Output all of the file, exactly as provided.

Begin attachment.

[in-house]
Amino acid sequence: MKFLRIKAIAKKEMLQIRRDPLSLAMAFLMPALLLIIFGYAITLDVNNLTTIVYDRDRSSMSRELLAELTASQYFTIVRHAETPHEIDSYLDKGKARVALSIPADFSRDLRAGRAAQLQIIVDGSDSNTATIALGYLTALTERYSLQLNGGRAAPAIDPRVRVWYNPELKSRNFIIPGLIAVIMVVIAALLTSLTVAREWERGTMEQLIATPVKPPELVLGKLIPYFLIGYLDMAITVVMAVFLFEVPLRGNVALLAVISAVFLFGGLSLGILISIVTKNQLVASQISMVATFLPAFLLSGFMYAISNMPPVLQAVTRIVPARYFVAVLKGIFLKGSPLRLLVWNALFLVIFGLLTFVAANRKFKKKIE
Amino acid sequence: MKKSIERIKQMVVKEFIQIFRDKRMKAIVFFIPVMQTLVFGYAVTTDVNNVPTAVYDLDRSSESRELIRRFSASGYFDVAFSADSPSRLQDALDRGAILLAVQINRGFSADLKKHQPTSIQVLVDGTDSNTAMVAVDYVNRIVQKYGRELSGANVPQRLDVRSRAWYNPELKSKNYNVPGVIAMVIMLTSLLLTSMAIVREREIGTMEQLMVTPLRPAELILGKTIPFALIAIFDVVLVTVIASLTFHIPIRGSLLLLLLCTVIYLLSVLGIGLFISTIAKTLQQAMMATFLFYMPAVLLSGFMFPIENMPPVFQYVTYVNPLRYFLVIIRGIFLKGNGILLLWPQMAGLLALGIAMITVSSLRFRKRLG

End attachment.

[in-house]
Amino acid sequence: MKFLRIKAIAKKEMLQIRRDPLSLAMAFLMPALLLIIFGYAITLDVNNLTTIVYDRDRSSMSRELLAELTASQYFTIVRHAETPHEIDSYLDKGKARVALSIPADFSRDLRAGRAAQLQIIVDGSDSNTATIALGYLTALTERYSLQLNGGRAAPAIDPRVRVWYNPELKSRNFIIPGLIAVIMVVIAALLTSLTVAREWERGTMEQLIATPVKPPELVLGKLIPYFLIGYLDMAITVVMAVFLFEVPLRGNVALLAVISAVFLFGGLSLGILISIVTKNQLVASQISMVATFLPAFLLSGFMYAISNMPPVLQAVTRIVPARYFVAVLKGIFLKGSPLRLLVWNALFLVIFGLLTFVAANRKFKKKIE
Amino acid sequence: MKKSIERIKQMVVKEFIQIFRDKRMKAIVFFIPVMQTLVFGYAVTTDVNNVPTAVYDLDRSSESRELIRRFSASGYFDVAFSADSPSRLQDALDRGAILLAVQINRGFSADLKKHQPTSIQVLVDGTDSNTAMVAVDYVNRIVQKYGRELSGANVPQRLDVRSRAWYNPELKSKNYNVPGVIAMVIMLTSLLLTSMAIVREREIGTMEQLMVTPLRPAELILGKTIPFALIAIFDVVLVTVIASLTFHIPIRGSLLLLLLCTVIYLLSVLGIGLFISTIAKTLQQAMMATFLFYMPAVLLSGFMFPIENMPPVFQYVTYVNPLRYFLVIIRGIFLKGNGILLLWPQMAGLLALGIAMITVSSLRFRKRLG